[0026] In some variations, the profiler 118 may access a user account data store 103 to determine, for example, the user's service request history. From the user's request history, the profiler 118 may determine the destinations for common, favorite or recent service requests. In some variations, the profiler 118 may also process the user activity information 111 to obtain, for example, contextual information that identifies routine activities 115 of the user which may require transport. For example, the profiler 118 may identify a common destination for the user (e.g., user's work address) based on the user's location during the work day, even though the user's work address is not one of the user's favorite or recent destinations through the transport service (e.g., the user may normally drive himself to work). The profiler 118 may store determined routine activities 115 as part of the user profile 109 in the user profile store 105. In this way, the profiler 118 may determine an activity profile of the user.

[0027] According to some examples, the service request scheduler 120 includes an event determination component 122 and a service timing component 124. The event determination component 122 may process user activity information 111 and the scheduled event information 113, as provided by the user activity monitor 110, in order to determine a service request queue 155 of planned service requests for the user over an upcoming time period. The service request queue 155 may include service requests for those events which are determined to be transport events (e.g., events for which the user will likely request transport). In some examples, the planned service requests may be determined for routine activities 115 (e.g., user going to work from home, user going home from work), scheduled event information 113 (e.g., user purchases theatre tickets for a particular day and time) and/or detected activities determined from user activity information.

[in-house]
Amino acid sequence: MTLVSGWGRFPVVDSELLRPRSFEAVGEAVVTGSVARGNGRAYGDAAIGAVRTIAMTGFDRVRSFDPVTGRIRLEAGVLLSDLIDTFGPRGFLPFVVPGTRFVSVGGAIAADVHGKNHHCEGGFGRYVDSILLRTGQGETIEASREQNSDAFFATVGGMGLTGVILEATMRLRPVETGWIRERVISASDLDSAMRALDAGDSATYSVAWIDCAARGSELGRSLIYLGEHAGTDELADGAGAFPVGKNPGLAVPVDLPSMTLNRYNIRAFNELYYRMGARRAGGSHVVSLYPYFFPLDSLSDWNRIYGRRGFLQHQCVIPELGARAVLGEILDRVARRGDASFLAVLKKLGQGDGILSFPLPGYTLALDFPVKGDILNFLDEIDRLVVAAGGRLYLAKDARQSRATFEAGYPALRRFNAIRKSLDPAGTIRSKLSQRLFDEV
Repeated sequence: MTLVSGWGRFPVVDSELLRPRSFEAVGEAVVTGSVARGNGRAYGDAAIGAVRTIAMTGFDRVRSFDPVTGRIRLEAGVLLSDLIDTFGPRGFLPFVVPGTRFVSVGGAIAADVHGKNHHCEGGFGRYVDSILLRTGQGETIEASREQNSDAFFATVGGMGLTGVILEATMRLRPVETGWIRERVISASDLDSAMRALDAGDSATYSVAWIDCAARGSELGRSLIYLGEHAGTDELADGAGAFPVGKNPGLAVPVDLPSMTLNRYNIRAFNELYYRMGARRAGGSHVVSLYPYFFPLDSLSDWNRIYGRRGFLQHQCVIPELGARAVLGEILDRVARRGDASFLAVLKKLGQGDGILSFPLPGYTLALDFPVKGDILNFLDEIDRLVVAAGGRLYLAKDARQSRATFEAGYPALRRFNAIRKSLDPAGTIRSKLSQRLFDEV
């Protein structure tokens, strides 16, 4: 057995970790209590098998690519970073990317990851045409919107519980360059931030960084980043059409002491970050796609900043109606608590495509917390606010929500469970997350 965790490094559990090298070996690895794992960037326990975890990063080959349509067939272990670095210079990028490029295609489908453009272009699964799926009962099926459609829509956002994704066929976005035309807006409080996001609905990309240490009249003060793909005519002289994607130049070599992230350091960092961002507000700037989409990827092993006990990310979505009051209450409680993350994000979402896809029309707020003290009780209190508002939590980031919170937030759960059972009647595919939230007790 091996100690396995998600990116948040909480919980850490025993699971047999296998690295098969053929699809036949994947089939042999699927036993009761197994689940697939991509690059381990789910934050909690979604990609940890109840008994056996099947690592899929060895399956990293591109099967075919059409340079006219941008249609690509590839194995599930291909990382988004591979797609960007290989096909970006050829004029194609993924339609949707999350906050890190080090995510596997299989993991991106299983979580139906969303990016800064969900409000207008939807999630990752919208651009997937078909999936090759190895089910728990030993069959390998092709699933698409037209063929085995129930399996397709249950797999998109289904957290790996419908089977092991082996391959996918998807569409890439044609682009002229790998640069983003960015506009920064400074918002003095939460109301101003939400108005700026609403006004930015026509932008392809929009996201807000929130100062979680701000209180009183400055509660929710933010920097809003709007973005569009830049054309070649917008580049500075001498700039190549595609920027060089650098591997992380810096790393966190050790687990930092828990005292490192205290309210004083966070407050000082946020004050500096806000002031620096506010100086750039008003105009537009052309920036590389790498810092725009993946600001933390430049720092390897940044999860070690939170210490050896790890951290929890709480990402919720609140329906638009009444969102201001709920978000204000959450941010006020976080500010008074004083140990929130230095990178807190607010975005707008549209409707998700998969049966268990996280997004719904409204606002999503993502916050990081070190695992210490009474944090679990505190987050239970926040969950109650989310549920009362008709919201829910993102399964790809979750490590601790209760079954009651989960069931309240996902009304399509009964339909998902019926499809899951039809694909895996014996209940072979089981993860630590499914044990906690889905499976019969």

[0028] In one implementation, the event determination component 122 implements a rules engine to determine when a detected activity, calendar event, or routine activity is to be treated as a scheduled event record 102. A scheduled event record 102 may identify events (or planned activities) of the user which correspond to events which the user may wish to attend, and possibly travel to. In some variations, the event determination component 122 generates an event record 102 for each activity or event that satisfies a confidence threshold (e.g., probability determination) as to being a transport event (or an event which the user will likely wish to receive a transport service for in connection with a corresponding event location). In one implementation, the event determination component 122 may generate the event record 102 using a normalized or common format. The event determination component 122 may populate the event record 102 with metadata that identifies (i) a start time parameter 104, corresponding to a start time (or window of time) for the user to arrive at the location of the activity, and (ii) an event location parameter 106 (e.g., street address or geographic coordinate of activity). The scheduled event record 102 may also include a service start location parameter 108, corresponding to a predicted or determined start location for the user in a duration immediately preceding the event start time. In some examples, the service start location 108 may be predicted based on user activity and/or an activity profile of the user. In variations, the service start location parameter 108 may be dynamic, in that the start location may correspond to the user's current location at the service request time. Given the service request time may depend on the user's current location, examples provide that the service request scheduler 120 monitors the user's activities (via the user activity monitor 110) to update the parameters of the event record 102. Each event record 102 that is generated by the event determination component 122 may also be associated with an identifier for the user. As described below, the user's service request queue 155 may be determined over a given time interval (e.g., every 4-hour time interval during the day) from scheduled event records 102 that are stored with the event data store 125.